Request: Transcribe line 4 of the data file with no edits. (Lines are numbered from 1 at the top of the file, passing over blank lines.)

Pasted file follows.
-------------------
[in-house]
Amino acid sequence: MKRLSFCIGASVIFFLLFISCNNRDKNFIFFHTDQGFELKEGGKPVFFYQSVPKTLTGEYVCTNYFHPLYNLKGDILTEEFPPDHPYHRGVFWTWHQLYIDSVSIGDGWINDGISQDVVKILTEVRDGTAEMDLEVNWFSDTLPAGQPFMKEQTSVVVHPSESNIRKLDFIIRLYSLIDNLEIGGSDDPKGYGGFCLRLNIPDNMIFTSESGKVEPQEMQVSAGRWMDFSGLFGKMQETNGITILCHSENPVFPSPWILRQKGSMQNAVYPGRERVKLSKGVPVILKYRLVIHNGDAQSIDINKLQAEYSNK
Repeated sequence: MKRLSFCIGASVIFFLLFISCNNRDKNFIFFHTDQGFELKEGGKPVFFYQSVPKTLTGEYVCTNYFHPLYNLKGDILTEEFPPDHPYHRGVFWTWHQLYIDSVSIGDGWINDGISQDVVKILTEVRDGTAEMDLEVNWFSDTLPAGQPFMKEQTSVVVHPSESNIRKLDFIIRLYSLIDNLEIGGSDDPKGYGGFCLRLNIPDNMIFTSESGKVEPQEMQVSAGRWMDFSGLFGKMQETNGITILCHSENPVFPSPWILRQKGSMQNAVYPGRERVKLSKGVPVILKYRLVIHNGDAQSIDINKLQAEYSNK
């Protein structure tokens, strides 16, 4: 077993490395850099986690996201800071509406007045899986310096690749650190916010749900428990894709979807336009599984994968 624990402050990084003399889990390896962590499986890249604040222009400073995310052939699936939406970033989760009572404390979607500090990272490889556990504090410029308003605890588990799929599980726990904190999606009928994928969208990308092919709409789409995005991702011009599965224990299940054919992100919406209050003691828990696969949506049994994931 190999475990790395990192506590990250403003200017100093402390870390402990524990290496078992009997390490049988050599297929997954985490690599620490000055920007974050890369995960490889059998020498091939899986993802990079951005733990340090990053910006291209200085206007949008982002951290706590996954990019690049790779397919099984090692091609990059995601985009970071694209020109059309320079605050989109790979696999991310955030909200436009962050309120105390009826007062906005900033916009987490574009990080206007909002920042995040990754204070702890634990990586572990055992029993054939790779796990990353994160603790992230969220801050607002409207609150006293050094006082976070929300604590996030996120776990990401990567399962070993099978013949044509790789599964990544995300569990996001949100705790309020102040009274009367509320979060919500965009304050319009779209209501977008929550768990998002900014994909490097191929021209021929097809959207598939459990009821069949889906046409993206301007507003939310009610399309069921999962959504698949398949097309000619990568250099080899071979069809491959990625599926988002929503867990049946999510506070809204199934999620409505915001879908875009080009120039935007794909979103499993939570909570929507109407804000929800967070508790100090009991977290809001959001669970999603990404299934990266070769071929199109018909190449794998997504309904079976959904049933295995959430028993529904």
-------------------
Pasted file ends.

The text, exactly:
């Protein structure tokens, strides 16, 4: 077993490395850099986690996201800071509406007045899986310096690749650190916010749900428990894709979807336009599984994968 624990402050990084003399889990390896962590499986890249604040222009400073995310052939699936939406970033989760009572404390979607500090990272490889556990504090410029308003605890588990799929599980726990904190999606009928994928969208990308092919709409789409995005991702011009599965224990299940054919992100919406209050003691828990696969949506049994994931 190999475990790395990192506590990250403003200017100093402390870390402990524990290496078992009997390490049988050599297929997954985490690599620490000055920007974050890369995960490889059998020498091939899986993802990079951005733990340090990053910006291209200085206007949008982002951290706590996954990019690049790779397919099984090692091609990059995601985009970071694209020109059309320079605050989109790979696999991310955030909200436009962050309120105390009826007062906005900033916009987490574009990080206007909002920042995040990754204070702890634990990586572990055992029993054939790779796990990353994160603790992230969220801050607002409207609150006293050094006082976070929300604590996030996120776990990401990567399962070993099978013949044509790789599964990544995300569990996001949100705790309020102040009274009367509320979060919500965009304050319009779209209501977008929550768990998002900014994909490097191929021209021929097809959207598939459990009821069949889906046409993206301007507003939310009610399309069921999962959504698949398949097309000619990568250099080899071979069809491959990625599926988002929503867990049946999510506070809204199934999620409505915001879908875009080009120039935007794909979103499993939570909570929507109407804000929800967070508790100090009991977290809001959001669970999603990404299934990266070769071929199109018909190449794998997504309904079976959904049933295995959430028993529904």